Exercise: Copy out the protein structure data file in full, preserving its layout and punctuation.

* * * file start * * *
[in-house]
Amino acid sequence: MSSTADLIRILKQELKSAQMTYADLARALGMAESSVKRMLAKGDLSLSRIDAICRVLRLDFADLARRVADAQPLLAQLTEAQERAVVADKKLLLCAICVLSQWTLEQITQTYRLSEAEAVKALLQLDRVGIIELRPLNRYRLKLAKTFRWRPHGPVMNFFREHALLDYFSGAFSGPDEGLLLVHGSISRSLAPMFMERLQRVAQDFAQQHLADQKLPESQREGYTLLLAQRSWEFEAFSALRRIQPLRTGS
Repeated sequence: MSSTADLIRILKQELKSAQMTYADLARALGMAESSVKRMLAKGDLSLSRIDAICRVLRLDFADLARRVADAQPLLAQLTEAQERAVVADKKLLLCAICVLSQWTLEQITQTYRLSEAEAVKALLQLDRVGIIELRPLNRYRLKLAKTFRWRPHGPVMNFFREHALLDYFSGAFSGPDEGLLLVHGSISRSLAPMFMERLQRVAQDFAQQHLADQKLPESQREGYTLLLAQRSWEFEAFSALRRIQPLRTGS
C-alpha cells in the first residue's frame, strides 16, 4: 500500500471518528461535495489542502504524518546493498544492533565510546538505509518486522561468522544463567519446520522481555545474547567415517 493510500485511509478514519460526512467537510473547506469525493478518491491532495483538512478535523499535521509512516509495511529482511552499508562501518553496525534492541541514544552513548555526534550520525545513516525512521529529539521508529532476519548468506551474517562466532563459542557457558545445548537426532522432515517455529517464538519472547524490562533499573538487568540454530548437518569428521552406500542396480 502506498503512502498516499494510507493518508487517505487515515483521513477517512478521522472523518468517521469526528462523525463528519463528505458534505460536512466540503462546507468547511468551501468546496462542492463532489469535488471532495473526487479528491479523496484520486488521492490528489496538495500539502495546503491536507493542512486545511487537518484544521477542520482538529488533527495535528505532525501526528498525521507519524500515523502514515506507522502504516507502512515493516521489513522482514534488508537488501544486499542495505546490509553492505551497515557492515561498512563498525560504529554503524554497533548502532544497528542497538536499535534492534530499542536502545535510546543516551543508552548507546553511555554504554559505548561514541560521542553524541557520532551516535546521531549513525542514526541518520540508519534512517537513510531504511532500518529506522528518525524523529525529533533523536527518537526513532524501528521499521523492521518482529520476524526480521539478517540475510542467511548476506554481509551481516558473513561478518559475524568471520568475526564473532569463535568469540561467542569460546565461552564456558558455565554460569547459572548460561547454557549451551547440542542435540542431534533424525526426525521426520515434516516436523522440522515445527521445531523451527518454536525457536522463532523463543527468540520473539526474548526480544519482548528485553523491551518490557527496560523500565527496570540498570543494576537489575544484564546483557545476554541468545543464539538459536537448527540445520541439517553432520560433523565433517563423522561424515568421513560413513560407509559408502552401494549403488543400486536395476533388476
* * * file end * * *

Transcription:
[in-house]
Amino acid sequence: MSSTADLIRILKQELKSAQMTYADLARALGMAESSVKRMLAKGDLSLSRIDAICRVLRLDFADLARRVADAQPLLAQLTEAQERAVVADKKLLLCAICVLSQWTLEQITQTYRLSEAEAVKALLQLDRVGIIELRPLNRYRLKLAKTFRWRPHGPVMNFFREHALLDYFSGAFSGPDEGLLLVHGSISRSLAPMFMERLQRVAQDFAQQHLADQKLPESQREGYTLLLAQRSWEFEAFSALRRIQPLRTGS
Repeated sequence: MSSTADLIRILKQELKSAQMTYADLARALGMAESSVKRMLAKGDLSLSRIDAICRVLRLDFADLARRVADAQPLLAQLTEAQERAVVADKKLLLCAICVLSQWTLEQITQTYRLSEAEAVKALLQLDRVGIIELRPLNRYRLKLAKTFRWRPHGPVMNFFREHALLDYFSGAFSGPDEGLLLVHGSISRSLAPMFMERLQRVAQDFAQQHLADQKLPESQREGYTLLLAQRSWEFEAFSALRRIQPLRTGS
C-alpha cells in the first residue's frame, strides 16, 4: 500500500471518528461535495489542502504524518546493498544492533565510546538505509518486522561468522544463567519446520522481555545474547567415517 493510500485511509478514519460526512467537510473547506469525493478518491491532495483538512478535523499535521509512516509495511529482511552499508562501518553496525534492541541514544552513548555526534550520525545513516525512521529529539521508529532476519548468506551474517562466532563459542557457558545445548537426532522432515517455529517464538519472547524490562533499573538487568540454530548437518569428521552406500542396480 502506498503512502498516499494510507493518508487517505487515515483521513477517512478521522472523518468517521469526528462523525463528519463528505458534505460536512466540503462546507468547511468551501468546496462542492463532489469535488471532495473526487479528491479523496484520486488521492490528489496538495500539502495546503491536507493542512486545511487537518484544521477542520482538529488533527495535528505532525501526528498525521507519524500515523502514515506507522502504516507502512515493516521489513522482514534488508537488501544486499542495505546490509553492505551497515557492515561498512563498525560504529554503524554497533548502532544497528542497538536499535534492534530499542536502545535510546543516551543508552548507546553511555554504554559505548561514541560521542553524541557520532551516535546521531549513525542514526541518520540508519534512517537513510531504511532500518529506522528518525524523529525529533533523536527518537526513532524501528521499521523492521518482529520476524526480521539478517540475510542467511548476506554481509551481516558473513561478518559475524568471520568475526564473532569463535568469540561467542569460546565461552564456558558455565554460569547459572548460561547454557549451551547440542542435540542431534533424525526426525521426520515434516516436523522440522515445527521445531523451527518454536525457536522463532523463543527468540520473539526474548526480544519482548528485553523491551518490557527496560523500565527496570540498570543494576537489575544484564546483557545476554541468545543464539538459536537448527540445520541439517553432520560433523565433517563423522561424515568421513560413513560407509559408502552401494549403488543400486536395476533388476